India is country that lives on hope, gods and pipedreams. The Prime Minister Manmohan Singh is no different when it comes to this. In a recent interview after taking over as the finance minister of the country he said he was focusing on controlling the fiscal deficit through a series of measures that the officials were working on.
He did not explain what these measures were. But with things as they stand now, it is next to impossible for the government to control the fiscal deficit and the PM can just hope for the best.
Fiscal deficit is the difference between what the government earns and spends. For the financial year 2012-2013 (from April 1, 2012 to March 31, 2013) this number is expected to be at Rs 5,13,590 crore. The government finances the deficit by borrowing money or taking on debt as it is technically referred to as.
There are several reasons why the fiscal deficit is likely to turn out to be higher than the projected number. Let’s start with oil subsidies. Oil subsidies for the year have been budgeted at Rs 43,580crore. The government has more or less run out of this money. It has paid Rs 38,500 crore to oil marketing companies (OMCs) like Indian Oil Corporation, Bharat Petroleum and Hindustan Petroleum for selling diesel, kerosene and LPG, at a loss during the last financial year. This payment was made only in the current financial year and hence has had to be adjusted against the oil subsidies budgeted for the current financial year.
This leaves only around Rs 5080 crore (Rs 43,580 crore – Rs 38,500crore) with the government for compensating the OMCs for the losses for the remaining part of the year.
International oil prices have come down since the beginning of April. Back then the OMCs were losing around Rs 563crore per day. A recent estimate made at the beginning of July by ICICI Securities puts this loss at Rs 355crore a day. Oil prices have fallen further by around 8% since this estimate was made. Adjusting for that the oil companies continue to lose around Rs 325crore per day or around Rs 10,000 crore per month. Hence the Rs 5080 crore that the government has remaining in its oil subsidy account would be over in a period of 15 days, at the current rate of losses.
Oil prices have fallen by 32% to $85 per barrel since the beginning of April. It’s is unlikely that the price will continue to fall given that at some stage the oil cartel, Organization of Petroleum Exporting Countries (OPEC), will intervene and start cutting production to push up prices. Also, the threat of confrontation between Iran and the United States has been on for a while. Even a whiff of a crisis can push up oil prices. Iran is the second largest producer of oil in OPEC after Saudi Arabia. It has been trying to sell oil in currencies other than the US dollar for the past few years, much to the annoyance of the US.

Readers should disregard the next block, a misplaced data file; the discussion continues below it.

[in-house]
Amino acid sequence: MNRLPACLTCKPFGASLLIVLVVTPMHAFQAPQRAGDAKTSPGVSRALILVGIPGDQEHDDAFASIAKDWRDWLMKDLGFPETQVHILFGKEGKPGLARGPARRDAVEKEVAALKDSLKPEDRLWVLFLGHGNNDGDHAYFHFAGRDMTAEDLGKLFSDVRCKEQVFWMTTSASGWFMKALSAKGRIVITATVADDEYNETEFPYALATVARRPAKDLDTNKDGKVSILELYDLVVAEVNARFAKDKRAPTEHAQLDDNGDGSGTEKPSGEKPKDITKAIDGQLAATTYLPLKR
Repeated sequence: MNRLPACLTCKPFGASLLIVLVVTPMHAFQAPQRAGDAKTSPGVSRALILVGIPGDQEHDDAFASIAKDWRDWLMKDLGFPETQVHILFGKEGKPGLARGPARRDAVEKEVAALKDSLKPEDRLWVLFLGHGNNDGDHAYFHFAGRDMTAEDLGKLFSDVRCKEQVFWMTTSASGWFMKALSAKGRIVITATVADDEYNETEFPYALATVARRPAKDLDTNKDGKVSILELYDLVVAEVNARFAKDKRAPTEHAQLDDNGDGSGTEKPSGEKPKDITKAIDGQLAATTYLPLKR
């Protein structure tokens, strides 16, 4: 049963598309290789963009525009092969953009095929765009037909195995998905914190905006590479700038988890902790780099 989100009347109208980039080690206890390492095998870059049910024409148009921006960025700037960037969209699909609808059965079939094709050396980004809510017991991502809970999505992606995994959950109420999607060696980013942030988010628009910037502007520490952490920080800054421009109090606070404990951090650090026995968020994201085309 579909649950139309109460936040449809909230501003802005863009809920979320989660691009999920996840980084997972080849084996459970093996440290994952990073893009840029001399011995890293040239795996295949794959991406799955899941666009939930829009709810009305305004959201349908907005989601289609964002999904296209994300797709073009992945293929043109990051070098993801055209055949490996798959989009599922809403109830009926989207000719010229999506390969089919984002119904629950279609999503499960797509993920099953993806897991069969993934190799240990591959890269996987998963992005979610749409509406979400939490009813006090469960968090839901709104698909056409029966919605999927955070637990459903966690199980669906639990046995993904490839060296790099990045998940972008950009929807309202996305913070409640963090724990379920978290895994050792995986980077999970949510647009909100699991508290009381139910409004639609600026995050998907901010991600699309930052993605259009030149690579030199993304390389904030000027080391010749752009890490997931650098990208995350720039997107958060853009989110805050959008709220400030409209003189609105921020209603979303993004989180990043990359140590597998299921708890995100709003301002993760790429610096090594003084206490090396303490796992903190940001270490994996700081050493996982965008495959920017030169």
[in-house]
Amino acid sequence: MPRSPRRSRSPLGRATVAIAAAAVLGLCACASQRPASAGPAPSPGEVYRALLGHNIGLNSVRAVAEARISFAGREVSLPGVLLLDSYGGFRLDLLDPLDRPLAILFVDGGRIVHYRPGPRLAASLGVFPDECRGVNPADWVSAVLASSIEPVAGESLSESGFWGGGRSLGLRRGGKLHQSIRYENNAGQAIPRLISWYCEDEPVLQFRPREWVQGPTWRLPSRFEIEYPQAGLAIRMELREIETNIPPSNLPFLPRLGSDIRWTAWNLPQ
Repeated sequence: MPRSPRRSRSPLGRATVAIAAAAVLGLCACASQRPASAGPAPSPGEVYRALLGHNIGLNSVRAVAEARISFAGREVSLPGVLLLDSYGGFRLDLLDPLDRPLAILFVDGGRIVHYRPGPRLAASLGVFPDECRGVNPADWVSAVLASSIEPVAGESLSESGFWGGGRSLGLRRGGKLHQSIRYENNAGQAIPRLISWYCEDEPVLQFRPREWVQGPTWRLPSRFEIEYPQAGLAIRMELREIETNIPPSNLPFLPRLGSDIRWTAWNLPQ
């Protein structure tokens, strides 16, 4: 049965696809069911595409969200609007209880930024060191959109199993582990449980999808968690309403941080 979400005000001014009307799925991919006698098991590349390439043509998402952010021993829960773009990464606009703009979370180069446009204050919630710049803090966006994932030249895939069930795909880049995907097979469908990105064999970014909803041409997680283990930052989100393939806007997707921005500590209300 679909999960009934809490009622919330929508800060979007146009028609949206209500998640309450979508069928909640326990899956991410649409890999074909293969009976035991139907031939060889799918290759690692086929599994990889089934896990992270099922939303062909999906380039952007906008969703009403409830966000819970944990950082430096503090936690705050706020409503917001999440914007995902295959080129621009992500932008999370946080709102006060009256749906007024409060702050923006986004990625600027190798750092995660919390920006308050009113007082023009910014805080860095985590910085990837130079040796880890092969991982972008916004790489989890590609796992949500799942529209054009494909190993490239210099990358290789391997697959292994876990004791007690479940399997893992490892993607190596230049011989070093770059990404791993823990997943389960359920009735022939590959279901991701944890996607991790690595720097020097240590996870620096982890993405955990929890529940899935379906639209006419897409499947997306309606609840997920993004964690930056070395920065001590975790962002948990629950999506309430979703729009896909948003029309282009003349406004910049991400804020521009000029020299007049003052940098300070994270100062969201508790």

So if the OMCs continue to lose money at the current rate, the projected losses for the year will be over Rs 120,000 crore. In 2011-2012 the government compensated around 60% of the losses. It got oil producing companies like ONGC and Oil India Ltd to pay the OMCs for the remaining losses. If the same ratio is followed in this financial year as well, it would mean an extra burden of around Rs 72,000 crore for the government (60% of Rs 1,20,000 crore). The fiscal deficit would go up by a similar amount.
Oil subsidies are the not the government’s only problem. On June 14, 2012, the government had approved the minimum support price (MSP) of rice to be increased by 16% from Rs 1250 per quintal from Rs 1080 per quintal. The Food Corporation of India buys rice from the farmers at the MSP. The food subsidy for the current financial year has been set at Rs 75,000 crore. Experts believe that this number is terribly under-provisioned given the various programmes of the government. Also with a significant increase in the MSP of rice the food subsidy is expected to cost the government around Rs 40,000 crore more from its current estimates. Even this number is likely to be beaten because after increasing the MSP of rice significantly, a similar price increase would have to be made for wheat during the coming months.
What does not help is that interest payments on all the money that the government has previously borrowed, comes to Rs 3,19,759 crore. Other than paying interest the government also needs to repay the past debt that is maturing. This amount comes to Rs 1,24,302 crore. Hence the cost of total debt servicing comes to Rs 4,44,061 crore or around 87% of the projected fiscal deficit of Rs 5,13,590 crore for the year. There is nothing that Manmohan Singh and the government can do to control this.
If all these problems were not enough the monsoon till now has been 23% deficient. This impacts the purchasing power of “rural” India and means lower sales of cars, bikes, white goods and fast moving consumer products in rural India, leading to a lower collection of indirect tax for the government. Lower taxes can drive up the fiscal deficit further.
So what is the way out? The subsidy on various oil products needs to be brought down. That’s the only solution that Manmohan Singh led government has to this problem. But the question is will they bite the bullet and make some tough decisions? From the past record it can be safely said, the answer is no. Given these reasons hoping to control the fiscal deficit remains a distant pipe dream.
Hence it’s time for Manmohan Singh to do what most Indians do when they are stretched and stressed. Pray to god. And hope for the best.
(The article originally appeared in the Asian Age/Deccan Chronicle on July 16,2012. http://www.deccanchronicle.com/editorial/dc-comment/fiscal-deficit-and-prayer-god-905)
(Vivek Kaul is a writer and can be reached at [email protected])